Mortgages  

Lenders sandwiched between gov’t and regulator: Imla

Lenders sandwiched between gov’t and regulator: Imla

Intermediary mortgage lenders have become the meat in a sandwich between the government and regulators, according to their trade association’s executive director.

Speaking to FTAdviser, Peter Williams from the Intermediary Mortgage Lenders Association, stated that for the last 12 months the industry has been trying to work out who and what to respond to, while trying to stay afloat in a “deeply competitive” market.

Having said that, he conceded that brokers have done quite well out of the Mortgage Market Review complicating things for consumers.

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“It’s harder to get a mortgage now for many people, so this leads more and more to getting advice, with many lenders going fully intermediated and more banks entering the market,” stated Mr Williams.

A study published by Imla on the first anniversary of the MMR’s introduction backed up this assertion, showing that between the first quarter of 2014 and the final three months of 2014, the number of consumers using intermediaries rose by 20 per cent, while those going direct to lenders fell 6 per cent.

More concerning for the association is the implementation of the Mortgage Credit Directive in the UK next year, something which Mr Williams said “has to be done, rather than needs to be done”.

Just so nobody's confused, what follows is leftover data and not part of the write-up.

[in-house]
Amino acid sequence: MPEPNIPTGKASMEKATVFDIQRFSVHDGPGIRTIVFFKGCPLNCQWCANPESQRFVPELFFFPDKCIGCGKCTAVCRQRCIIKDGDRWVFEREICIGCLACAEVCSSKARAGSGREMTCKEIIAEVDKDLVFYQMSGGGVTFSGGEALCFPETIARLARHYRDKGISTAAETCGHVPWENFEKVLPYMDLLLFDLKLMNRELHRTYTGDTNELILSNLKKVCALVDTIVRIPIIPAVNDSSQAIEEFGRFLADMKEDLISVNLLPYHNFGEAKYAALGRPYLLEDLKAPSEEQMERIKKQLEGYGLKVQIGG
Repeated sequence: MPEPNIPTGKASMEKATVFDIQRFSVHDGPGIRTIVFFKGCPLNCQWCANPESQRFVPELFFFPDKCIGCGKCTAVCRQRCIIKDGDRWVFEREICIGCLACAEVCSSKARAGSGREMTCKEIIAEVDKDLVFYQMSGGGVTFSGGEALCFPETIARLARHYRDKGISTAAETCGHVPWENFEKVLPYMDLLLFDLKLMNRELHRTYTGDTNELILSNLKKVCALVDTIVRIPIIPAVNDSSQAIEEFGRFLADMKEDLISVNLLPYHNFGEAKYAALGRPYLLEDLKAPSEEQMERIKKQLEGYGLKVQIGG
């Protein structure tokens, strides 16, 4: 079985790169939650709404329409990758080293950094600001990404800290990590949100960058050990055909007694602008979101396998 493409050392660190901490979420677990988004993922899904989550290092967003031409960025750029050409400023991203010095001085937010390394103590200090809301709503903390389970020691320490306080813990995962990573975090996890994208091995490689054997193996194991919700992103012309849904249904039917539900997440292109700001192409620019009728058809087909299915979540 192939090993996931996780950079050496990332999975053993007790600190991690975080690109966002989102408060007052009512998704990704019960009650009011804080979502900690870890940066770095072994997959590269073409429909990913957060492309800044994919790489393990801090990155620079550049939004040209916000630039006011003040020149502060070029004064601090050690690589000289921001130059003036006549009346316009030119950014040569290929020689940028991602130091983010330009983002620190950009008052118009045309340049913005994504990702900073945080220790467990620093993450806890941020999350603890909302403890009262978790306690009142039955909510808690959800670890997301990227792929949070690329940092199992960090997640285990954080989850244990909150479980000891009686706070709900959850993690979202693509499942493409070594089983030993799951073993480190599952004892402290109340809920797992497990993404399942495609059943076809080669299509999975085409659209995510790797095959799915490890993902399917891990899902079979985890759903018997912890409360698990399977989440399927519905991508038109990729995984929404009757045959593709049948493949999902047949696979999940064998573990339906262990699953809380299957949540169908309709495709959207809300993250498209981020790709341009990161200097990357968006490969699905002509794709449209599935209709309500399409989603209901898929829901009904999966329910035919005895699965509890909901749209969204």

While most lenders have become clearer on their deadlines and realised that the impact of European regulation will not be as serious as previously thought, he still questioned whether consumers will actually be better served under the new regime.

As for lenders making use of the cross border possibilities opened up from next March, Mr Williams commented: “I don’t think the numbers will be significant in either direction [UK lenders moving into Europe or visa versa] due to the inherent foreign currency risk of moving into other countries, along with cultural, legal and tax differences.”

Last month, Imla’s latest outlook research found that just 5 per cent of brokers surveyed felt the MCD’s introduction of a second APR would benefit the UK mortgage market, while 70 per cent disagreed.

Similarly, the new Key Facts Illustration document along with the European Standard Information Sheet, was deemed not to be beneficial by 68 per cent of brokers.

Last week, the prime minister told the Conservative Party conference that his government would tackle ‘unfinished business’ with lenders, promising to build 200,000 affordable homes by 2020.

This is planned through the Starter Homes Initiative, where properties must be offered for sale at a discount of 20 per cent below market rates, at a maximum price of £450,000 in London and £250,000 outside the capital.

Mr Williams was “not convinced” by this particular pledge, stating that “lenders will have concerns about the quality of these new homes and the sites they are built on, so I don’t think this is enough to hit the home building targets the market requires”.

peter.walker@ft.com